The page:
This article originally appeared on Feminist Peace Network.
Shortly before the Senate approved its version of health care reform legislation, I quiped that I was re-reading Margaret Atwood’s The Handmaid’s Tale in order to get psyched for the vote. Truthfully, it was only partly said in jest.
The hijacking of abortion rights as a bargaining chip for the
provision of health care is morally reprehensible and if it stands will
result in significant harms to women’s health. As women’s health advocates
are working full tilt to try to stop this from happening, there is an
uncomfortable sense of having been here before. How is it possible
that we have to fight for the right to choose to have an abortion all
Blasphemous as it might sound, I think that part of the problem is the word choice, which sounds ever so frivolous compared to the right to life.
We’re not deciding which pair of shoes to buy. We are fighting for the
human right to make decisions about our own lives. Full stop. As M. Gabriela Alcalde, Director of the Kentucky Health Justice Network told me in an e-mail correspondance,
We should stop talking about the morality of individuals
and think about the morality of not providing necessary health care to
individuals and communities. Government’s job is to worry about
systems working, government’s moral obligation is to assure that groups
or classes of people are not excluded from society’s benefits or carry
disproportionately society’s burdens. Abortion is necessary when seen
from a public health perspective. In countries where it is illegal,
maternal mortality is higher, infants are abandoned at higher rates
(look at Romania), and overall maternal and child health is compromised.
Just as critically, we need to not lose sight of the fact that
abortion is only one aspect of reproductive rights. There are many
other aspects to women’s health care in addition to abortion that need
to be assured. According to Alcalde,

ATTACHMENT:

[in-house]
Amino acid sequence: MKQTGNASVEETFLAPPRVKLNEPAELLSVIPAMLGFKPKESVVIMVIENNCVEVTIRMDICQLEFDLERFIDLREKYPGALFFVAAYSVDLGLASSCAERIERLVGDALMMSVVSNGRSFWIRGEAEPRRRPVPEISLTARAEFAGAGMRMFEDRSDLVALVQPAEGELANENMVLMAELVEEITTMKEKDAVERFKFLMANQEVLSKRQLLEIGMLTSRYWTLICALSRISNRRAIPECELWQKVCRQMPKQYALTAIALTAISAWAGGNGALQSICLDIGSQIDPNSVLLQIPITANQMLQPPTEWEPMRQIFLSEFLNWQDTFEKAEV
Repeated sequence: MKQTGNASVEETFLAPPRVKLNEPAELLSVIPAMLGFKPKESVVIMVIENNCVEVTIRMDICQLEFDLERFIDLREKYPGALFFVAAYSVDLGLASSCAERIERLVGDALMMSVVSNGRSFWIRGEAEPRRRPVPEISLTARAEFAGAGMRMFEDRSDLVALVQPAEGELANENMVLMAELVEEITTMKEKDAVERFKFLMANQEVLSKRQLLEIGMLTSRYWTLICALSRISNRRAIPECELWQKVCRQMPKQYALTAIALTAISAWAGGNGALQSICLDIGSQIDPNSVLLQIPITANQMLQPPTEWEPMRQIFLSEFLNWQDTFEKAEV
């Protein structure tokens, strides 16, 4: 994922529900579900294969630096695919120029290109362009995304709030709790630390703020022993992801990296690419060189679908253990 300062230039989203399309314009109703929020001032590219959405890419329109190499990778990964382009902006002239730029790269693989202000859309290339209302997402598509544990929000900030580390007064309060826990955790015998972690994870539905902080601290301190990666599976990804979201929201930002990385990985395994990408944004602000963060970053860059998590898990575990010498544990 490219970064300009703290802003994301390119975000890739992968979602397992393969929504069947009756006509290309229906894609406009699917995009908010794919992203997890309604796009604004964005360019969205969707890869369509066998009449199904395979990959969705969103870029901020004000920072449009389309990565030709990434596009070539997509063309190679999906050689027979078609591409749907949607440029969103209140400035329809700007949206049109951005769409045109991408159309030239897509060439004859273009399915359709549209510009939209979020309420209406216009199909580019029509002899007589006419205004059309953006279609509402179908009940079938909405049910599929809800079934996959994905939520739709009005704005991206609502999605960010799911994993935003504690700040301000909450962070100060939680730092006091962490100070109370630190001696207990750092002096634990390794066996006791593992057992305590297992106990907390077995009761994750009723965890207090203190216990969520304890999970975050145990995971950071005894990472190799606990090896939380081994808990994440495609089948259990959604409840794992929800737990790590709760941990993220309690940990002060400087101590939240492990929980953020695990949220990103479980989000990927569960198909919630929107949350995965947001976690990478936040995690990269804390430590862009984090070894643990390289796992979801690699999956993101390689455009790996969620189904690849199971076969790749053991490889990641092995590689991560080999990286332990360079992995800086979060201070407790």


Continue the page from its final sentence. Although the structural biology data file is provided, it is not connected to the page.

Abortion should not be thought of separately from
prenatal care, birthing, and other reproductive and maternal health
services and experiences. Separating it from the experience of
pregnancy in general is a huge mistake.
As I’ve noted before, according to the National Women’s Law Center,
Maternity coverage continues to be largely unavailable
in the individual health insurance market, with virtually no
improvement in access to this essential health coverage from 2008 to
2009. NWLC examined over 3,600 individual health insurance policies
offered to 30-year-old women living in capital cities across the
country for 2009, and found that only 468 of those plans—or 13%—include
any coverage for maternity care.
also notes that only the current House bill prohibits the treatment of
domestic violence as a pre-existing condition and that there are still
very significant concerns about the affordability of health care which
is more likely to impact women, who earn less than men and are less
likely to be covered through an employer.
While these are the primary issues that are on the table in regard
to the current legislation, the reality is that there are other
significant women’s reproductive health issues that need to be
In, “Sowing The Seeds Of Reproductive Justice In Kentucky” (Collective Voices, Fall, 2009), Alcalde points for instance to problems faced by Latina women,
Some reproductive health challenges that Latinas face
once in the U.S. include a high uninsured rate, low prenatal care rate,
high and rising HIV/AIDS rates, high maternal mortality rate, high
cervical cancer rate, and a high unintended pregnancy rate.
Additionally, Latinas have a lower contraceptive use rate and have a
higher contraceptive failure rate than other groups of women in the
Other issues that come to mind include the high c-section rate in
the U.S., affordable contraception on campuses and access to rape
crisis and abortion services in the military, and the insistence in
many parts of the country on the use of doctors (inevitably in high
cost hospital settings) instead of midwives to deliver babies.
One of the critical mis-steps in the health care debate was the
reduction of the issue to one of insurance coverage rather than health
care provision. In regards to women’s health, additional damage has
been done by allowing abortion to be addressed separate from the
overall issue of reproductive health.
In “How To Talk About Reproductive Justice” (Collective Voices, Fall, 2009), Loretta Ross